on January 3, 2002
This is the book that I should have read years ago. Dr.s Bader and Pearson use a lively case study method. They introduce several couples and then draw you into their personal stories. You're hooked, you want to finish the book to see how each couple finally resolves their problem.
In addition, they distill years of experience into a well organized presentation about how truth and lying are seen and manipulated in marriage. Epiphanies exploded around me as I discovered how I had obstructed the truth and lied to my wife. Awareness also grew about how she had denied the truth to herself and how I had enabled her to do that.
By the time this review makes it online, my own marriage of 16 years will have ended in divorce. It's a sad thing, but in trying to make the best one can out of these kind of situations I have sent a copy of the book to my ex-wife. Hopefully, she will learn something too.
The book highlighted several ironies about truth; for example, it requires two people to tell a lie, and it requires two people to witness the truth (to say it and to hear it). One interesting and important point that the book addresses is when the truth should be shared. Generally, if the truth is going to be shared and if it will cause pain, then the person telling the truth must judge whether they are telling that truth just to hurt the other person. Or, and this is a very big IF, if they are ready to take responsibility and repair the damage. The former suggests that the truth not be shared, the latter does.
It's a lively, easy read. I found highlighting the most relevant sections to be very useful and easy to do. If you have a problem with truth in your relationship or want to prevent one, I would highly suggest this book. Buy two, one for you and your partner.
on August 5, 2002
I recommend Tell Me No Lies for every couple because it is a guide for obtaining the ideal relationship. Yet even if one's relationship with a partner is far from ideal, many insights found here are useful for directing communication away from defensiveness and towards honesty and openness. The authors cover a broad range of scenarios that may occur involving personal goals, parenting, financial issues, etc. A couple's interactions with each other also influences their relationships with friends and family members. Recognizing and addressing our own bad habits, even the little ones that we tend to justify or disregard, is one of the most helpful steps we can take. This book is also helpful in recognizing when one's partner is being dishonest and in learning steps to get through to the real problem that is being covered up. While offering practical approaches, the authors are realistic about the difficulty of this process and explain why it is important for the relationship that we face this fear. Overcoming barriers while using compassion and sensitivity ultimately promotes healing and growth within both the self and the couple. Reading Tell Me No Lies serves as a powerful reminder to be honest with ourselves in order to be honest with our partner and have a win-win relationship.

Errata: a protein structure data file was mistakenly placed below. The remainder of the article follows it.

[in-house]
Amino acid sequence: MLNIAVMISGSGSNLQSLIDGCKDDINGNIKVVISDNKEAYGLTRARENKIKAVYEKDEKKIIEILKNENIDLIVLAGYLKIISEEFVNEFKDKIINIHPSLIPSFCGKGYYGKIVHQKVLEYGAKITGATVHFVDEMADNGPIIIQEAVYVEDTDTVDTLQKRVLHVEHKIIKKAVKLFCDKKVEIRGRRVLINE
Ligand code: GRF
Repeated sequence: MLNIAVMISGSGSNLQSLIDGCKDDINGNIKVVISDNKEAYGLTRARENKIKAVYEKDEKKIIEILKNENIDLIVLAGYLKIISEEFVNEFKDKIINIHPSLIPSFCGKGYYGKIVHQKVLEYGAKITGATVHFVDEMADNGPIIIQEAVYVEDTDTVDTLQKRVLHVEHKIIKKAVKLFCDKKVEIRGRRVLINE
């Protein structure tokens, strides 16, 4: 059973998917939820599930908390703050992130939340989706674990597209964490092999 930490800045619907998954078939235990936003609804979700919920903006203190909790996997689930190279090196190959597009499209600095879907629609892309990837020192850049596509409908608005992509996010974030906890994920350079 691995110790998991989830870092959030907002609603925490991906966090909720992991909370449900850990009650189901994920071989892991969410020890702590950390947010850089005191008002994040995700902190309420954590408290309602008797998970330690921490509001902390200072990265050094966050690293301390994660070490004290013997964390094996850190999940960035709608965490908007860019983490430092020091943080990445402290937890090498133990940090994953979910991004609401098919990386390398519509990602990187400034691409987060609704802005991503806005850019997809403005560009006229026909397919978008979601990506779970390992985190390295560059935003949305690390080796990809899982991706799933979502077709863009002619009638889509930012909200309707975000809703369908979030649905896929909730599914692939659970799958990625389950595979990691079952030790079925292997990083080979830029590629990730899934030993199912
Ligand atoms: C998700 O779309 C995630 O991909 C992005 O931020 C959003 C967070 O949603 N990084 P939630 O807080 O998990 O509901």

on April 29, 2009
If you practice professional therapy this book is a must have for your library. Marriage involves many secrets, deceptions, and lies whether blatantly practiced or not and this book is great at uncovering them. Your clients will need follow up conversations after reading these but this book serves as a great adjunct to martial therapy.